• Local events can be organised to allow for more touch points between local founders and investors.
  • One of the biggest frustrations of all the local founders that OCA works with is for an investor to quickly say No, if its a No, instead of wasting their time for 3-6 months on a lengthy process process.
  • A greater understanding of the language used by investors would help the whole process. But investors should not expect Founders to be finance specialists to enter into these conversations.
  • A primary reason why investors might give a No to local founders is lack of documentation and record-keeping. Also, a simple inability to communicate with local founders effectively. Also lack of trust, that local founders might not be willing to give a share of their business to international investors.
  • Local founders should also be clear about what they mean by impact, including how it will be measured – which is much harder than financial indicators.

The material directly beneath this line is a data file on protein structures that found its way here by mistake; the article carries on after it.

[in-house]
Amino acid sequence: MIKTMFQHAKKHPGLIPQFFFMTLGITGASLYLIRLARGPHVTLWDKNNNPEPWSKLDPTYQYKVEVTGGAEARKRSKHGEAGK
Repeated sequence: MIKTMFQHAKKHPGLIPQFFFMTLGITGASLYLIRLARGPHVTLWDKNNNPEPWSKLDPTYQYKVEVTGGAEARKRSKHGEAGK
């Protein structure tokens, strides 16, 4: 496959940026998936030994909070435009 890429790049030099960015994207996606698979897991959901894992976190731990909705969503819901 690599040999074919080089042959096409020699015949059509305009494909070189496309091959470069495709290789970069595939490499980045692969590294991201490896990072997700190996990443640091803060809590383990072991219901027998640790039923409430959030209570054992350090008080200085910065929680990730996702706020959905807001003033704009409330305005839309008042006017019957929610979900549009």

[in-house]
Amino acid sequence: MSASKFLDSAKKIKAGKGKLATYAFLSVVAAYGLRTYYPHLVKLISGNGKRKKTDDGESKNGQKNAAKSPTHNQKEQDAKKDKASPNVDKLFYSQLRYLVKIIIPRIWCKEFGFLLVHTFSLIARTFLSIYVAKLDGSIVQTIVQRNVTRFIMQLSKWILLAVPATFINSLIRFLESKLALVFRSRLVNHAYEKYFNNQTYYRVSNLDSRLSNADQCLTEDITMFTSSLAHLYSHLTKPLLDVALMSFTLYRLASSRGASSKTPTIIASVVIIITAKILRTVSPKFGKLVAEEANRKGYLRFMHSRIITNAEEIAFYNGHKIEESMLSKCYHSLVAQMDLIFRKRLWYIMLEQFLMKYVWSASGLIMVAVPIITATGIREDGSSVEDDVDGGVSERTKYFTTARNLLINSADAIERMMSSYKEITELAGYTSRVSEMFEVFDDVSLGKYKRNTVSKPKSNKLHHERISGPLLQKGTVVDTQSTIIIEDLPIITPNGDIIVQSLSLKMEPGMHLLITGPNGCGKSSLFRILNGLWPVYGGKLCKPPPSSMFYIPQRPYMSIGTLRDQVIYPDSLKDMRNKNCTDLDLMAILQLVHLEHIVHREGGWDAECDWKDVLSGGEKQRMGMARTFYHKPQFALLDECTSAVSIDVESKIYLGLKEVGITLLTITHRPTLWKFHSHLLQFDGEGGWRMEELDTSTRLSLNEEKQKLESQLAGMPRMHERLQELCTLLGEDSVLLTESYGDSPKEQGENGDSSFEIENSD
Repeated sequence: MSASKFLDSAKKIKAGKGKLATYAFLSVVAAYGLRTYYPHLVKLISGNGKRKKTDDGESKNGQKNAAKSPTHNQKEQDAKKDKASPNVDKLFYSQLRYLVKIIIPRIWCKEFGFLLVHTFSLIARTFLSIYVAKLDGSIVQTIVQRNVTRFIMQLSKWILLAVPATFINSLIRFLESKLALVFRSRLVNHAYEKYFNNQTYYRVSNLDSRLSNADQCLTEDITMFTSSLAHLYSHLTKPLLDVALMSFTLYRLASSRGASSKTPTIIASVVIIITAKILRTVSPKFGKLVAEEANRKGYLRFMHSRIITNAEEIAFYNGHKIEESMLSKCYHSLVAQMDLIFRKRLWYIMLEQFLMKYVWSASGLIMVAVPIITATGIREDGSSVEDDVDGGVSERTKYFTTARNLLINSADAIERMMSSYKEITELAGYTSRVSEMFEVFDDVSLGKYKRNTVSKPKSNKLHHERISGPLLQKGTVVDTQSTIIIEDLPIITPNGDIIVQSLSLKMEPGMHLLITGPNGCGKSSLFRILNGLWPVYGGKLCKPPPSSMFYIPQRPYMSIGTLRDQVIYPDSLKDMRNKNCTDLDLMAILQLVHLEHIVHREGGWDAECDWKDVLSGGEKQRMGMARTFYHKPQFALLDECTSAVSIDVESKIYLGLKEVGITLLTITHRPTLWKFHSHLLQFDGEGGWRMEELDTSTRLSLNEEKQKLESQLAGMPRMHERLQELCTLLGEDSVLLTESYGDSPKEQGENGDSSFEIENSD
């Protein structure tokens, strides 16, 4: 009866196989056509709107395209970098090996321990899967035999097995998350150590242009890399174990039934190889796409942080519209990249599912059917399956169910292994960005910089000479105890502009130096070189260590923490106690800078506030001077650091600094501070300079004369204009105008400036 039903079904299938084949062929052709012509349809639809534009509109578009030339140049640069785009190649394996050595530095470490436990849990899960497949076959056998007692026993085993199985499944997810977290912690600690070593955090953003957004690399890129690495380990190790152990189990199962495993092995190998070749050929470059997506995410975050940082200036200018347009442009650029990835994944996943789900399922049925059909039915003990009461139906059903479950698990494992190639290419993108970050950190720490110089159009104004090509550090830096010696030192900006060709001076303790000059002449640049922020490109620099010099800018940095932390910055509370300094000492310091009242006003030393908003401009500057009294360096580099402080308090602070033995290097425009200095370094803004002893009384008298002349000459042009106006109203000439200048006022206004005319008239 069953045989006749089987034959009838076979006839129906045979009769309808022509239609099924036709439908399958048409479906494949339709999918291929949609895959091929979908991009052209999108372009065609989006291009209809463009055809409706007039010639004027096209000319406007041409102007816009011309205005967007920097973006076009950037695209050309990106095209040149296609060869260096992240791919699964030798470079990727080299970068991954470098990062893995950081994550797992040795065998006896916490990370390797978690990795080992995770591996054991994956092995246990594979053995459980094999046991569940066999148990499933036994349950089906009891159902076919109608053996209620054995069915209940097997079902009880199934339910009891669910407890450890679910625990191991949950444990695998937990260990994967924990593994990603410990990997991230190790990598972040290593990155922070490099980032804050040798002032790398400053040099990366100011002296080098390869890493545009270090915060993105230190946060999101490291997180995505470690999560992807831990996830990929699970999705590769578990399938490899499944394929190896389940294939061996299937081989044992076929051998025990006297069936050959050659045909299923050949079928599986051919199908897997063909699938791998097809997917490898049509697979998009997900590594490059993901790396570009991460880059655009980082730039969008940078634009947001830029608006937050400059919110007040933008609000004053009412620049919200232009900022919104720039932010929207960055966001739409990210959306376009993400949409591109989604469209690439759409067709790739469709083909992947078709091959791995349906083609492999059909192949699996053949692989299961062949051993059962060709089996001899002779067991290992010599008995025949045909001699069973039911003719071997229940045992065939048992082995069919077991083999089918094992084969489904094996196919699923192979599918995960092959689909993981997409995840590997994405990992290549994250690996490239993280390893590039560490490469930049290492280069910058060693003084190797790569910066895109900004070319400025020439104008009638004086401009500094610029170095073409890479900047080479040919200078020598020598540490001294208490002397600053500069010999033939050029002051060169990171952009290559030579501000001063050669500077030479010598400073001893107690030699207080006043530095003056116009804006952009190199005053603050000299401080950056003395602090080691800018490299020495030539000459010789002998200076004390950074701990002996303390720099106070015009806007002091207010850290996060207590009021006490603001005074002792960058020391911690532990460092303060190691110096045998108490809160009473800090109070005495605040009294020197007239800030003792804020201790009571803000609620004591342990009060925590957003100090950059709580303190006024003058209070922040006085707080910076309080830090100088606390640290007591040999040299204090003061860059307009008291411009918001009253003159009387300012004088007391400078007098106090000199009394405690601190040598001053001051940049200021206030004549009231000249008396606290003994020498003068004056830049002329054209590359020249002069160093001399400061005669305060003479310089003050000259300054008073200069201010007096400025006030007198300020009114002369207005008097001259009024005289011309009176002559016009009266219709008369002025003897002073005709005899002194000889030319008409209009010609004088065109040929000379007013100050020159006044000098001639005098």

• Local founders should do their due diligence on investors, who you really trust, who believes in you and your company, and what they fund.
  • Funders who fund broadly, either early stage or later stage, who’re open to any stage of business, often, in fact, do have a sweet spot.
  • Getting support can help local founders, be it a mentor, an accelerator, or a business support provider, who are plugged into the investor community.
  • Andreas has seen a shortage of qualified Chief Financial Officer type human capital, who are people who can run analyses, help businesses make decisions, or form strategies. They created Arcadia to fill this gap.

Links to resources:

Connect with guest

FIP 74: Gender Smart Investing with Suzanne Biegel

On this episode we continue our podcast takeover series with Tamsin Jones of The Boardroom Africa. Her guest today is Suzanne Biegel of Catalyst at Large. Suzanne has more than 25 years’ of experience as an entrepreneur, investor, board member, and hands-on operational manager. Her consulting, speaking, facilitation, writing and field scanning is in gender lens investing, globally and spans work with a variety of institutional actors.